Last February I wrote a story called "They" this was to be my potential last story I ever write on this Wiki, so I treated it as a "grand finale". Well, several months later I read through the comments and I noticed a particular theme which goes along the lines of "I don't get it", "why does this happen?", "who are 'they'?", etc. I figure that this would be a good chance to tear apart my story to give a good understanding of what it really means.
To start out, lets talk about the ACTUAL trip. This story was based on an actual trip that I went on back in 2014 with my family (if you read in the comments, you can see that I posted some of the locations mentioned in the story that I had actually visited). The actual event took place in mid May of 2014. My parents took my sister and I on a road trip to go to some resturant that I had never heard of, but were convinced that I had been there before. I haven't. For one, they got the name of the resturant wrong, they called it the "Hubbell House" when it is actually the "Elba House" both are completely different and I had been to neither before. We live pretty far away from this place so it took hours to get there. As I mention in the story it was a nice day and the trip was pleasant. We eat there, nothing out of the ordinary, food was bad, etc. After the meal we went on a car trip. We literally drove for hours. Obviously the story is a bit far fetched and exaggerated. We didn't drive for several hours like the story, it was about 3 at most, however still a long time. The main inspiration for the story came from this trip because my whole family (Mark is based off of my father, Vanessa is based off of my mother, and Lily is based off of my sister) were just in awe at the farmland we were driving by. I didn't quite understand what was so "fantastic" about empty farmland, but apparently they were. In the story I mention how they never hear what I say, and that was true. My Mom and Dad were too consumed in the scenery to even listen to my complaints. After driving for so long, we stopped at that church/schoolhouse mentioned in the story, and that completely swept them off of their feet as it was a beautiful sight in the middle of nowhere. Then the rest of the trip commenced and finally we made it home. Obviously the face melting and becoming "they" was just for the story, however it does symbolize somthing, I will get to that later.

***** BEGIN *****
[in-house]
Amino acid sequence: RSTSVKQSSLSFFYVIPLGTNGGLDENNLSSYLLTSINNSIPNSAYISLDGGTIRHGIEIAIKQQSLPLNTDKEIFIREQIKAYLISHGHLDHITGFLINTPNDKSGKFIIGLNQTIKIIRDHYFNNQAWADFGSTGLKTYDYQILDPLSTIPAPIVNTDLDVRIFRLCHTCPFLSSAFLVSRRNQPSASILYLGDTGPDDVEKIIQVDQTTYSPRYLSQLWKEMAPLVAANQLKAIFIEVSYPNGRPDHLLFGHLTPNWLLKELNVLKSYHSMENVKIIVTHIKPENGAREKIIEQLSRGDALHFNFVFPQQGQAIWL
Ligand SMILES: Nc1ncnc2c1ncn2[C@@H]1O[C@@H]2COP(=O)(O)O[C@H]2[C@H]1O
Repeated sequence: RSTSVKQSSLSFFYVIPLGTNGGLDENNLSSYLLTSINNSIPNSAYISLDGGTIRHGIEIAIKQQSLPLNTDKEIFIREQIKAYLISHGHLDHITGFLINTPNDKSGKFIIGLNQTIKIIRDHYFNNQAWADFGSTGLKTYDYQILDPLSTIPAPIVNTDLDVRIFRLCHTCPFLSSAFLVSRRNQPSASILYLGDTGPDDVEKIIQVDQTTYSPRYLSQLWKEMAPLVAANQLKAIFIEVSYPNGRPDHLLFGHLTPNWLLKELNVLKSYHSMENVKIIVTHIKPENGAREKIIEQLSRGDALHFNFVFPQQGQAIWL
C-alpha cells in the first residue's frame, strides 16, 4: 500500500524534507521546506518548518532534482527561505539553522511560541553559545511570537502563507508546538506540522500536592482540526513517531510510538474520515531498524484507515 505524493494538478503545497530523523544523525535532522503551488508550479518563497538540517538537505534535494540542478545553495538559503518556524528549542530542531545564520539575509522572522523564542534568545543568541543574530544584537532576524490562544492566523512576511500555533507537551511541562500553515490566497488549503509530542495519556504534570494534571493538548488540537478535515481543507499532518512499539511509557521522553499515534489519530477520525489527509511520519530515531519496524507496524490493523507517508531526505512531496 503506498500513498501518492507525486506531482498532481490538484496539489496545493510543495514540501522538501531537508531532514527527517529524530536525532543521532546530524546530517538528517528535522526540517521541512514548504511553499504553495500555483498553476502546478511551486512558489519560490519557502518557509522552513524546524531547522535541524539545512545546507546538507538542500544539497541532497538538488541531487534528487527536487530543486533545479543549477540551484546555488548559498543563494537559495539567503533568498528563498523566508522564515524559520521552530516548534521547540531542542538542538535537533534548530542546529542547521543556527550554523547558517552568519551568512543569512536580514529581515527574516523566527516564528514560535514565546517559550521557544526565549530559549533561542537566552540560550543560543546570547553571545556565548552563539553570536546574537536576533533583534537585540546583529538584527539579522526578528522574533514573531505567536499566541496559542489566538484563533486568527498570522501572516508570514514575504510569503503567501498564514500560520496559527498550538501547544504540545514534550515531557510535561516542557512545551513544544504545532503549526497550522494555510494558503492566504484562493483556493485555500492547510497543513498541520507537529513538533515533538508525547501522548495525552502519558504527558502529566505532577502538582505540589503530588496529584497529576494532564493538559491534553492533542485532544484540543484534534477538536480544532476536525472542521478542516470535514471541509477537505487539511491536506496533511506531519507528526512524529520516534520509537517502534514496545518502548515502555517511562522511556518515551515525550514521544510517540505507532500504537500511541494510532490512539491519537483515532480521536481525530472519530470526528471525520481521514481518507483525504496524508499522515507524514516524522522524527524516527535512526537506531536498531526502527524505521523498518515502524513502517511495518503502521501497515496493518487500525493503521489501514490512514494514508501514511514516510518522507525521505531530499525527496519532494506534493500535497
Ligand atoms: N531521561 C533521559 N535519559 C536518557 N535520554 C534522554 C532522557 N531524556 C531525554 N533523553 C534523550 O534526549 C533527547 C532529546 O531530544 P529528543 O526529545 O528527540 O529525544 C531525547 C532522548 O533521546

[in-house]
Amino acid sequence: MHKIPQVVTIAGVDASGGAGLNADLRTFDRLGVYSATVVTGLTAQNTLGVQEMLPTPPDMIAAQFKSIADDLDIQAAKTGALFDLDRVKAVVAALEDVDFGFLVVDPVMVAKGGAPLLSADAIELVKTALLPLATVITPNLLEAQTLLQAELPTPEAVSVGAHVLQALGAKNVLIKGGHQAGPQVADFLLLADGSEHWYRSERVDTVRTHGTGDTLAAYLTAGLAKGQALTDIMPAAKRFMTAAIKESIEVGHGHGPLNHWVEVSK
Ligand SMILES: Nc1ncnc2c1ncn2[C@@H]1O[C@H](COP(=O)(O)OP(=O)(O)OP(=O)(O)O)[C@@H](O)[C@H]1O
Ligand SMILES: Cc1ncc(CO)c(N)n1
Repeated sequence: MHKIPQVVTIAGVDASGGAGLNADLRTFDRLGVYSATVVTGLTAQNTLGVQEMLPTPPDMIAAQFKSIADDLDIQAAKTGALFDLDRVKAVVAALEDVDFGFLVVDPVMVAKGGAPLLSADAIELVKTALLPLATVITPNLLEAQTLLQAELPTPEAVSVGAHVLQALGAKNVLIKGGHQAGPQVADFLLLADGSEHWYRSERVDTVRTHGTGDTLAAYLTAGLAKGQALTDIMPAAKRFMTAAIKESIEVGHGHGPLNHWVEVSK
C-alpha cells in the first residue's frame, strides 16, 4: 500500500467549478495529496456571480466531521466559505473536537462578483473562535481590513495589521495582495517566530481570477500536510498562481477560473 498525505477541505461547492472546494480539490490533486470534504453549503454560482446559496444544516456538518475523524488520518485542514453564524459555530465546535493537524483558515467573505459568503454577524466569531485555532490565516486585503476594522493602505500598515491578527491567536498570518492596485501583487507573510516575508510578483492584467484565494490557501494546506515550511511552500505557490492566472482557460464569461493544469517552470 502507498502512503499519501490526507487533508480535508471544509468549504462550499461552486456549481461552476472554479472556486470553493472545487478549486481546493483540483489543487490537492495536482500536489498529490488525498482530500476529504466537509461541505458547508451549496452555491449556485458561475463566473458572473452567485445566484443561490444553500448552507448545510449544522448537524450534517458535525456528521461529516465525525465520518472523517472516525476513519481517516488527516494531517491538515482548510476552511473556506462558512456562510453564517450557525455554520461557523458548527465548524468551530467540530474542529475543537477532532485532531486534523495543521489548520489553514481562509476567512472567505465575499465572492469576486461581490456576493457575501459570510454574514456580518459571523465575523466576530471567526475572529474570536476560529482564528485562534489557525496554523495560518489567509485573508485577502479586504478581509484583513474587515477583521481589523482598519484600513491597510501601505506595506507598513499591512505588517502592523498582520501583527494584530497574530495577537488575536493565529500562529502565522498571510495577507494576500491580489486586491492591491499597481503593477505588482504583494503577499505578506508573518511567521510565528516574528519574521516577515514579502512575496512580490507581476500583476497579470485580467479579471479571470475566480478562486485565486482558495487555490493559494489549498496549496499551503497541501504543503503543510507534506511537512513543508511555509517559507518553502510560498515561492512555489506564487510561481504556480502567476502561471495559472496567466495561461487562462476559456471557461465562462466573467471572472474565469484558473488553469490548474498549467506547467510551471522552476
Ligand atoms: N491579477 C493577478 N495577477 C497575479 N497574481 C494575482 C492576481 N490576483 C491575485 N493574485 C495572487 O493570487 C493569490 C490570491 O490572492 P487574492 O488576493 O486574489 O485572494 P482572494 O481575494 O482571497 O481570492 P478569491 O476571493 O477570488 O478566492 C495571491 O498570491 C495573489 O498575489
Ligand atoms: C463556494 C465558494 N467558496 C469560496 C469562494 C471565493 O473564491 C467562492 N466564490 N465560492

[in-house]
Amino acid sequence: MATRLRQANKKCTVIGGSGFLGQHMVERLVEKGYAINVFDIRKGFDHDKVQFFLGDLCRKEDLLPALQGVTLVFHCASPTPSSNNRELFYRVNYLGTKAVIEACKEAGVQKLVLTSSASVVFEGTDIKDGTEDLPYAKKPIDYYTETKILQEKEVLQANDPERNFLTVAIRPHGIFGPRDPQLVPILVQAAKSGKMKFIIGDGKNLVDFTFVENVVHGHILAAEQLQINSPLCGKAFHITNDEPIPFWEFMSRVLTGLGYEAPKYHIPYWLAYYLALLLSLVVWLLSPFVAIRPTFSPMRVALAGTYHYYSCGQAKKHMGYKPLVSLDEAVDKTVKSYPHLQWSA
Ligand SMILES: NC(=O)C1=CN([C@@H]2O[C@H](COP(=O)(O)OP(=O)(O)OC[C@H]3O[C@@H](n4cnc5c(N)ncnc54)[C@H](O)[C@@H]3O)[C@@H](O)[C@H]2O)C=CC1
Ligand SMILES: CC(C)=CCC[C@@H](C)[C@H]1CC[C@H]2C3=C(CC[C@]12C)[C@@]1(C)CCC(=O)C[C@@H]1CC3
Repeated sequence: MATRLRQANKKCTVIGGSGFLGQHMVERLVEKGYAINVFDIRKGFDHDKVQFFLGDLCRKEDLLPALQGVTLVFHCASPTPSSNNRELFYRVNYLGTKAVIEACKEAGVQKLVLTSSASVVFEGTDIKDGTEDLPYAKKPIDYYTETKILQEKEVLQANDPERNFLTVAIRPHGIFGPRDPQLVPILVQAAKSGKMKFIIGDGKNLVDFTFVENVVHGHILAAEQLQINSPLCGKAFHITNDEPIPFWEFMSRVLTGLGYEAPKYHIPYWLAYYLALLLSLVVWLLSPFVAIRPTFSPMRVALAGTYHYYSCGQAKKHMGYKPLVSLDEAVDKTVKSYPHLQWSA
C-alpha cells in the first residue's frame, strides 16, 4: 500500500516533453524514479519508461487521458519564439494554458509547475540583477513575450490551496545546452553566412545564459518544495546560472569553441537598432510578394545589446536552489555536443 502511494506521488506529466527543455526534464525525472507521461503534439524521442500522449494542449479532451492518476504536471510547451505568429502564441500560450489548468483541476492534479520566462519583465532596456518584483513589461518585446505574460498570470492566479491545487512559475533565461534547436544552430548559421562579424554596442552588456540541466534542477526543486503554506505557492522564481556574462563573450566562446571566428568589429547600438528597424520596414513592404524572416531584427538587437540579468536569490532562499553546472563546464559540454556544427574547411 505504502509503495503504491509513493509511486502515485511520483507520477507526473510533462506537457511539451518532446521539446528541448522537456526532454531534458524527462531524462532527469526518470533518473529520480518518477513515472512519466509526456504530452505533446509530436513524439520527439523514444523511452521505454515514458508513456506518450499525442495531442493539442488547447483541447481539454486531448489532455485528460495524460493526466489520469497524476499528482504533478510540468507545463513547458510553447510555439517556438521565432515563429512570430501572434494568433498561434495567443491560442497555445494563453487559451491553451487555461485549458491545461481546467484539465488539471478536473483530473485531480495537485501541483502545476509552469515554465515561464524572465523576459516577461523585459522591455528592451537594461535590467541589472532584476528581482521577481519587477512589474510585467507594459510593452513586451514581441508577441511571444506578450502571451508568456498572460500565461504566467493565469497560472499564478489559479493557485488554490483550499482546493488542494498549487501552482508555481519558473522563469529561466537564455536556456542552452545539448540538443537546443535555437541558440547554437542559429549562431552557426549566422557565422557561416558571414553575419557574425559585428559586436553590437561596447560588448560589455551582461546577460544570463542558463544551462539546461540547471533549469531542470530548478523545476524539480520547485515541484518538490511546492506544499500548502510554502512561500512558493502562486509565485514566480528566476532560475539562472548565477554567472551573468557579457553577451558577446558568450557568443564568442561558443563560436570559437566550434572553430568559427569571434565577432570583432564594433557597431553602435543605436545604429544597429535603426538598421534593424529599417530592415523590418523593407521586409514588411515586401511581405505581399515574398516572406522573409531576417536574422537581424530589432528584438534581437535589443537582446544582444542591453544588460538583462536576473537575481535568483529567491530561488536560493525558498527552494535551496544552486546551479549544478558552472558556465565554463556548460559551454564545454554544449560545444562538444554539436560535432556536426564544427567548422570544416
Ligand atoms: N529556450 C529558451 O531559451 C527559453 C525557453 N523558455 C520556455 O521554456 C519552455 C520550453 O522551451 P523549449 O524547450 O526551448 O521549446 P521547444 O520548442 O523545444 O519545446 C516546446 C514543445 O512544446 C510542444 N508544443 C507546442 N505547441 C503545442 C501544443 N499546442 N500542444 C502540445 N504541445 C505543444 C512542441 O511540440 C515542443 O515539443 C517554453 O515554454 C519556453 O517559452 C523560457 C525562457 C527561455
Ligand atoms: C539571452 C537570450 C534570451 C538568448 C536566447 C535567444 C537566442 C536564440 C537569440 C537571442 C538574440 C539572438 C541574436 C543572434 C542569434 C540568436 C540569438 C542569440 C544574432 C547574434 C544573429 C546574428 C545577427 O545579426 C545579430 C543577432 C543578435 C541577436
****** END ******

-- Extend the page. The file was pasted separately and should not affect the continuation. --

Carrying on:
Now, let's get into the story.
So the first part the narrator (who is loosely based off of me). Is talking about some entity called "they". He mentions that he is ignorant about this concept. The story proceeds with the recount of the events that occured. It seems to be a bit slow paced at first, however there is a reason for that. The part where the narrator is sucked into going to resturant that he has never been to before, but supposedly he has seems a bit redundant. In the actual event that I mentioned before this part really serves no purpose. In the story it is to represent that something is out of the ordinary. As the story progresses to the restruant the trip is pleasant. The quartet eats a poorly made meal and leaves. This part also seems redundant; what does this have to do with anything? The answer is that the Elba House is the last place where things are "normal". As soon as the four leaves is when the story takes a shift to craziness. The story continues to the end. The characters become increasingly stupid, irrational, illogical, and quite frankly act unrealistic. The dialouge is very ridgid. Vanessa makes very trivial, but enthusiastic, claims about how she wants to live on a farm and how Lily was "obsessed with silos". This scene in particular is where the transition from human beings to this entity happens. The narrator notices this transiton transpiring as soon as his questions are blatantly ignored, hence why he states that "these were not the same people anymore". So, as the story progresses the characters become more irrational, such as Mark circling the schoolhouse repeatedly and Vanessa freaking out about someone confronting them as they inspect the building. The characters at this point are unusually enthusastic and blissful. Nothing matters anymore. As the story draws to a close, the final step of the transition occurs. The three's face melts off and the narrator panics, finally the narrator joins them.